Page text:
How Diamond Prices are Determined
Pricing most products is quite easy. Determine how much it costs to make the item, how much it costs to market that item, and then mark it up by 15 – 30% or more. Simple, right? Well, pricing diamonds isn’t quite that simple. There are many factors that are considered when diamonds are priced.
Diamond prices are determined first by adding the cost of the rough diamond, the cost of cutting the diamond, and all other costs necessary to turn the rough diamond into a marketable diamond. Depending on the importance of the diamond, an independent company may be called in to certify the grade of the diamond based on color, cut, clarity, and (weight or) carats.
To market to market
At this point, the diamond becomes more expensive each time it changes hands, until it finally reaches a retailer, where the price is raised a bit more. Before reaching the retailer, however, the diamond must travel from the mine, to the cutter and polisher, to the independent grading company, and then to the Primary market. Once it has reached the primary market, it will be purchased by diamond dealers and wholesalers, and from there it will be sold to retailers.
As you can see, the earlier you can purchase a diamond in the process, the lower the cost of the diamond will be – but not the value. The value is based on what the diamond will sell for in the market place – through a retailer.
Certificate or Appraisal - which one best suits your needs?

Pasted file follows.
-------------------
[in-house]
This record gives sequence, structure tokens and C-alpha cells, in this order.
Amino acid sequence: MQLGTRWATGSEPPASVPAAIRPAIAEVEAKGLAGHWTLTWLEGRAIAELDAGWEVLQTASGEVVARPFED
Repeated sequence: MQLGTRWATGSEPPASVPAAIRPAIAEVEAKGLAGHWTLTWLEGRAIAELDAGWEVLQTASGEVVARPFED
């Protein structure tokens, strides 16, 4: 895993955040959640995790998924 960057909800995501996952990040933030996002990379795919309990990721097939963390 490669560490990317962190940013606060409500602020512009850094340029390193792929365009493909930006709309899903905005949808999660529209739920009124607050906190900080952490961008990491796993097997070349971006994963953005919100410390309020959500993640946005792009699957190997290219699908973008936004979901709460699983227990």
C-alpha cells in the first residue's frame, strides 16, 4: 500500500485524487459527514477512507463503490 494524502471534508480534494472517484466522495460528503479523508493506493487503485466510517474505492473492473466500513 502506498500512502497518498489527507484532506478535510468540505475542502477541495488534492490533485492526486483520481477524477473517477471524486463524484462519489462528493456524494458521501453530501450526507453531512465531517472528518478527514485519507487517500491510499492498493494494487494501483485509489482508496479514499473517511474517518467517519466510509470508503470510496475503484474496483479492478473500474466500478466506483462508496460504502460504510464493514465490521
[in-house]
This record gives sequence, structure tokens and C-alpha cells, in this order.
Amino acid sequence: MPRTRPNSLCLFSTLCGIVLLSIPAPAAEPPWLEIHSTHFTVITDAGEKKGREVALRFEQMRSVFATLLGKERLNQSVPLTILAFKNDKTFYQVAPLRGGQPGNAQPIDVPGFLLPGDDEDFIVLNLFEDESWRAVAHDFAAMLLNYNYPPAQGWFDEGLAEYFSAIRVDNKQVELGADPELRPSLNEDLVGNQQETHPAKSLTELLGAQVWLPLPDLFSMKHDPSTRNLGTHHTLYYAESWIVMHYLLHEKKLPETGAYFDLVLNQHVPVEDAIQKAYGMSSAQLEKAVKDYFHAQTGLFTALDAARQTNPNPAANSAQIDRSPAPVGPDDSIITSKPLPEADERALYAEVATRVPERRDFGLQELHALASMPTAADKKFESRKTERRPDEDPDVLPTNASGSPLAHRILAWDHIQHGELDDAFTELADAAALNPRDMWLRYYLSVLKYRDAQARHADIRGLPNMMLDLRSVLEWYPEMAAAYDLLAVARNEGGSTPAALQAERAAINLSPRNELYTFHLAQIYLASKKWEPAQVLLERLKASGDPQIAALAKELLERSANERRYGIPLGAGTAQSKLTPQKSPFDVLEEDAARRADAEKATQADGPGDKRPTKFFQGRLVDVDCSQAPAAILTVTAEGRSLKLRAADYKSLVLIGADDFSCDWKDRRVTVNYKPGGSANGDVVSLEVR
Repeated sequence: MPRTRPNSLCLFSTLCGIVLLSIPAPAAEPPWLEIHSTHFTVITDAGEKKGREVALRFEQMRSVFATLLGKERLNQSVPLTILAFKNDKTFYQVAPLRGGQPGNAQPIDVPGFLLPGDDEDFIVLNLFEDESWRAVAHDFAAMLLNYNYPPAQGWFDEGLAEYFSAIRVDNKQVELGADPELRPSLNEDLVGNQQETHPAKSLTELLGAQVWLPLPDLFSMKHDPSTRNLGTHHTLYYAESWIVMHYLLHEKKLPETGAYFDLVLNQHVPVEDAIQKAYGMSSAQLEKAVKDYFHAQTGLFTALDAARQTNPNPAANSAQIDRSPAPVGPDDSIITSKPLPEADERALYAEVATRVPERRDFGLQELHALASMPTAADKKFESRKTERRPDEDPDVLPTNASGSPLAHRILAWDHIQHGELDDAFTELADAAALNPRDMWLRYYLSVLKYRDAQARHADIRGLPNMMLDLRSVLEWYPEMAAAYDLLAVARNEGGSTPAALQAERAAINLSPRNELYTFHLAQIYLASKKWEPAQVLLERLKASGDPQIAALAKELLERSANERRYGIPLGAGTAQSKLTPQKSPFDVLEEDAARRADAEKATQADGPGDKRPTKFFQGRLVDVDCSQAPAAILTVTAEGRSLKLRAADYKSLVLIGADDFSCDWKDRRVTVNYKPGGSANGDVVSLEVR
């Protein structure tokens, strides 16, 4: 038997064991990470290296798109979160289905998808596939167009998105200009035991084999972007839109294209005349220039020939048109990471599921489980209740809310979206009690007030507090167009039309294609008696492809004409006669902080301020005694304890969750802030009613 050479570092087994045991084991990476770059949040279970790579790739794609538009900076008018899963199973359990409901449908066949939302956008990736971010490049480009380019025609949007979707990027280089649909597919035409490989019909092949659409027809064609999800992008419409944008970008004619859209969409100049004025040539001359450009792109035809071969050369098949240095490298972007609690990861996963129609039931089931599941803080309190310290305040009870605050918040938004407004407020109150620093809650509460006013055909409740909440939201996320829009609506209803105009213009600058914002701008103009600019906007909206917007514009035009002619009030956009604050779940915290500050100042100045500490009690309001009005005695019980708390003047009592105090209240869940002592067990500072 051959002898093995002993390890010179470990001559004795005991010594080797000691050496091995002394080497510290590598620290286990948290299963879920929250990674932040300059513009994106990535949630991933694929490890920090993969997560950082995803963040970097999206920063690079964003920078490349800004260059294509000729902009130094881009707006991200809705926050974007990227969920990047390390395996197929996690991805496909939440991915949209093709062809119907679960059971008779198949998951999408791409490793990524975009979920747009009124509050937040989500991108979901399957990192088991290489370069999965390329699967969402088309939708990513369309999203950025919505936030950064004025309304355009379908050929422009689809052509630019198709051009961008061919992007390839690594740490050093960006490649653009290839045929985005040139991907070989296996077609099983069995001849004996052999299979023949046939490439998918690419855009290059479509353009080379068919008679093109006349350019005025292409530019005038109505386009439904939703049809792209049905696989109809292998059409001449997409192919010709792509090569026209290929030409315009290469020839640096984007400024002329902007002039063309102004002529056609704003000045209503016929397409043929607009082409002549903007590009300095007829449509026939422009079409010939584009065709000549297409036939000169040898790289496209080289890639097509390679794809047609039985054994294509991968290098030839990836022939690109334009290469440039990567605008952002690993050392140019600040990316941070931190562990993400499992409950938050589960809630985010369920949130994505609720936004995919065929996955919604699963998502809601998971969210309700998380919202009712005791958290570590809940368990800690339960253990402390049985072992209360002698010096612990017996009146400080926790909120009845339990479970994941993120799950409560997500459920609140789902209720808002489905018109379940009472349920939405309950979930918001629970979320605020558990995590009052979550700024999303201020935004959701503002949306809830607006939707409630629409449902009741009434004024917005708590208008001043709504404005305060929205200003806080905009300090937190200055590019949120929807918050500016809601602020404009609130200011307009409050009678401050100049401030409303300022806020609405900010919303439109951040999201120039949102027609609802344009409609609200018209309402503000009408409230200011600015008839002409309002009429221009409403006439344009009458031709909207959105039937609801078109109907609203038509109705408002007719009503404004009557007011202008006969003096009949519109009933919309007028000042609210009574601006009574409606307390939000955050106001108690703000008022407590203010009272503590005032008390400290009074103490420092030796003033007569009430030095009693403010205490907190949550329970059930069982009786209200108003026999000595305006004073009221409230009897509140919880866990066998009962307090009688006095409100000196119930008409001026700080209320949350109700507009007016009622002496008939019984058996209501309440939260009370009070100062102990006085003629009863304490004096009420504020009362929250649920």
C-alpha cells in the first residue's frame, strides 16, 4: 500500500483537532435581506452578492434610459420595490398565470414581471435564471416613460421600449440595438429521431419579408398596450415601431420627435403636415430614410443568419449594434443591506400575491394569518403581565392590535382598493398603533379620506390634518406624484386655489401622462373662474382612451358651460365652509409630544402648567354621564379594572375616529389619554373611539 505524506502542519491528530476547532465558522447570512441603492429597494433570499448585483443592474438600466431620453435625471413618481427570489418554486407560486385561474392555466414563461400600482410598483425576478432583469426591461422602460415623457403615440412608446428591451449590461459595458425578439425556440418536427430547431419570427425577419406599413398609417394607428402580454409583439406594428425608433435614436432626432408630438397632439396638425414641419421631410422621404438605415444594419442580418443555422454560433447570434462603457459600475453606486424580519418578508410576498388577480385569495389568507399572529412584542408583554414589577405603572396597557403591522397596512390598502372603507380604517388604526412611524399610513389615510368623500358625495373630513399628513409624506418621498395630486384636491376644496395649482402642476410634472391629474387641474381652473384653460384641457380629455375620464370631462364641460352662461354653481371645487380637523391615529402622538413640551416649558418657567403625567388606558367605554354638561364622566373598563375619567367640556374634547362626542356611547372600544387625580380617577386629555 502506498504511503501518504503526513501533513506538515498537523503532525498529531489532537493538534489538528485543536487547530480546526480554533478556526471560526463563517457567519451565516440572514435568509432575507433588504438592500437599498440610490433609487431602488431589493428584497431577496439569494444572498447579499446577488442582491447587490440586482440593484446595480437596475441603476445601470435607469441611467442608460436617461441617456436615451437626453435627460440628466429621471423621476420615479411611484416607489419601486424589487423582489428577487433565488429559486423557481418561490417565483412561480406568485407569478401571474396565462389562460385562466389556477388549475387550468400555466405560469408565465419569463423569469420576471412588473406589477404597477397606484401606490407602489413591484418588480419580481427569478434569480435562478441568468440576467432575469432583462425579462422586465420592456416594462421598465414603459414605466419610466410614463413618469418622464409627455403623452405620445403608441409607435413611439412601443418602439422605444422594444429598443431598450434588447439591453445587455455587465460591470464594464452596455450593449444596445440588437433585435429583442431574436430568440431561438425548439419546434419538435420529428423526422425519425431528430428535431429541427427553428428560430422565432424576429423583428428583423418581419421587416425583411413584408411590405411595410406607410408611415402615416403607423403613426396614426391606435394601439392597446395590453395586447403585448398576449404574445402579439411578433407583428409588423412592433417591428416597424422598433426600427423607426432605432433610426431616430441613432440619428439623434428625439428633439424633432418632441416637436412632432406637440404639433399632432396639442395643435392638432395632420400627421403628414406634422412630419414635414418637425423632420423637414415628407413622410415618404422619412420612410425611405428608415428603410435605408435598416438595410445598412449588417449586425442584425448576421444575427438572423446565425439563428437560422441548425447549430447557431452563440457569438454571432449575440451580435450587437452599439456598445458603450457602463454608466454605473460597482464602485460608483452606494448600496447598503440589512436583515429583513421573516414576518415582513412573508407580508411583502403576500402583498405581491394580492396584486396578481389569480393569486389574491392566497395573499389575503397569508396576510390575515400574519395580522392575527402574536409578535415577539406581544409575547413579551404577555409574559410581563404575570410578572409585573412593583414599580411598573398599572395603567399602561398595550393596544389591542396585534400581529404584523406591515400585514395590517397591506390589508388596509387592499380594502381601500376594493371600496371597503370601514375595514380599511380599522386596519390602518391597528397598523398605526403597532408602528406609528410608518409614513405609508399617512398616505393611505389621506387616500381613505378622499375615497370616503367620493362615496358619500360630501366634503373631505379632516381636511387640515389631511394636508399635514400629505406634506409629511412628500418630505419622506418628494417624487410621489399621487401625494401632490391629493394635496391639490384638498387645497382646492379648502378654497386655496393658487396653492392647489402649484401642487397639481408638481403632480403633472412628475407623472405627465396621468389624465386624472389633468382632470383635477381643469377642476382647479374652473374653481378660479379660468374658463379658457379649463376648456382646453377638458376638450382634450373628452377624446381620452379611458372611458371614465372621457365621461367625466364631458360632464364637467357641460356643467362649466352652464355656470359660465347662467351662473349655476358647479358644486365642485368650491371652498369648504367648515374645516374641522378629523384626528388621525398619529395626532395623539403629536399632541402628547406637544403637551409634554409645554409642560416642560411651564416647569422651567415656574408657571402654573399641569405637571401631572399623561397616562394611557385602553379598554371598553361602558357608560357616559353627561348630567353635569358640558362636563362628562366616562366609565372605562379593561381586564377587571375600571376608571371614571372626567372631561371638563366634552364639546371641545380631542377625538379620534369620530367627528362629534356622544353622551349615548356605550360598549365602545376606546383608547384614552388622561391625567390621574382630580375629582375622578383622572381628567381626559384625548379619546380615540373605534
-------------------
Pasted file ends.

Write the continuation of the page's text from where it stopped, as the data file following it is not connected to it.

If you own a diamond and you have no idea how much it is worth, you can have it appraised but you will be better off obtaining a certificate through GIA – Gemological Institute of America. With the information on this certificate, you can use a cutter’s guide to accurately determine what your diamond is worth.
There are also many diamond price calculators available. These can be found on the Internet, and many diamond dealers use these as well. You must realize, however, that before you can accurately price a diamond without a Diamond Grade Report, you need to know quite a bit about diamonds, such as different cuts, clarity, color, and weight – and how each of those aspects adds to the value of a diamond, or decreases the value of the diamond as the case may be.
Again, you will be better off if you get a Diamond Grading Report (the diamonds certificate) and use that information to look up the price in one of the guides that the diamond cutting industry uses. This will give you the most accurate value of the diamond in your possession, or of the diamond you are considering purchasing.
Shop price comparison before buying diamonds
If you have started the daunting task of shopping for diamonds online, you have probably discovered how difficult it is to figure out who has the best price for similar stones. Going from site to site, running individual searches on each one, then trying to compare results in several different browser windows - sound familiar?
There are consolidated diamond shopping search engines out there and you are better off to use one of these when looking for the best diamond price. Make sure your search for a diamond shows the additional details that the generic search engines are not able to display. If you can't at least see the cut, color and clarity of diamonds side by side, then the search results are useless. Search engines which only show you the weight (carats) of the diamond aren't going to give you the best price. You need to know how the diamond is graded as well. You can't compare apples to oranges and expect to figure out which is the better deal.